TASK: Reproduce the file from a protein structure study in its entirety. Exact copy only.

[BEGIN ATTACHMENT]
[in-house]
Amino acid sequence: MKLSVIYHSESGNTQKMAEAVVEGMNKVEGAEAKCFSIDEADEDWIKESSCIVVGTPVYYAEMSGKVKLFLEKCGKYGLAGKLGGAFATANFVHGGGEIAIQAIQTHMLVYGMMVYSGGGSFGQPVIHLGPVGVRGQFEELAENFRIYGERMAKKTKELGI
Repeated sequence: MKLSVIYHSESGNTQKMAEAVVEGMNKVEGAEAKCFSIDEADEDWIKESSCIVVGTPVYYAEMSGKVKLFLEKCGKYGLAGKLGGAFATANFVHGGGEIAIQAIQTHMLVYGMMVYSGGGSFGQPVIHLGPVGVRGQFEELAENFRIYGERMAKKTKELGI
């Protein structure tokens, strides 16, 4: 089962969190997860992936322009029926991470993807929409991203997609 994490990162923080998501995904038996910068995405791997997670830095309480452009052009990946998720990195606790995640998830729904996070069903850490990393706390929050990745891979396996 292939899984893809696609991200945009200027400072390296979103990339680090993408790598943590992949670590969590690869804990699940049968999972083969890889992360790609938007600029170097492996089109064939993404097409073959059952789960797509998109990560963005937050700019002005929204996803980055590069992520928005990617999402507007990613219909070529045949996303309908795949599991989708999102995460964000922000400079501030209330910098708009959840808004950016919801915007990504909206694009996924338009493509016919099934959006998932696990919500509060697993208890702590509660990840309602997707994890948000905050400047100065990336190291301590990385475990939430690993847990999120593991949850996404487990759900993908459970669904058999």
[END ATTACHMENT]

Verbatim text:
[in-house]
Amino acid sequence: MKLSVIYHSESGNTQKMAEAVVEGMNKVEGAEAKCFSIDEADEDWIKESSCIVVGTPVYYAEMSGKVKLFLEKCGKYGLAGKLGGAFATANFVHGGGEIAIQAIQTHMLVYGMMVYSGGGSFGQPVIHLGPVGVRGQFEELAENFRIYGERMAKKTKELGI
Repeated sequence: MKLSVIYHSESGNTQKMAEAVVEGMNKVEGAEAKCFSIDEADEDWIKESSCIVVGTPVYYAEMSGKVKLFLEKCGKYGLAGKLGGAFATANFVHGGGEIAIQAIQTHMLVYGMMVYSGGGSFGQPVIHLGPVGVRGQFEELAENFRIYGERMAKKTKELGI
């Protein structure tokens, strides 16, 4: 089962969190997860992936322009029926991470993807929409991203997609 994490990162923080998501995904038996910068995405791997997670830095309480452009052009990946998720990195606790995640998830729904996070069903850490990393706390929050990745891979396996 292939899984893809696609991200945009200027400072390296979103990339680090993408790598943590992949670590969590690869804990699940049968999972083969890889992360790609938007600029170097492996089109064939993404097409073959059952789960797509998109990560963005937050700019002005929204996803980055590069992520928005990617999402507007990613219909070529045949996303309908795949599991989708999102995460964000922000400079501030209330910098708009959840808004950016919801915007990504909206694009996924338009493509016919099934959006998932696990919500509060697993208890702590509660990840309602997707994890948000905050400047100065990336190291301590990385475990939430690993847990999120593991949850996404487990759900993908459970669904058999």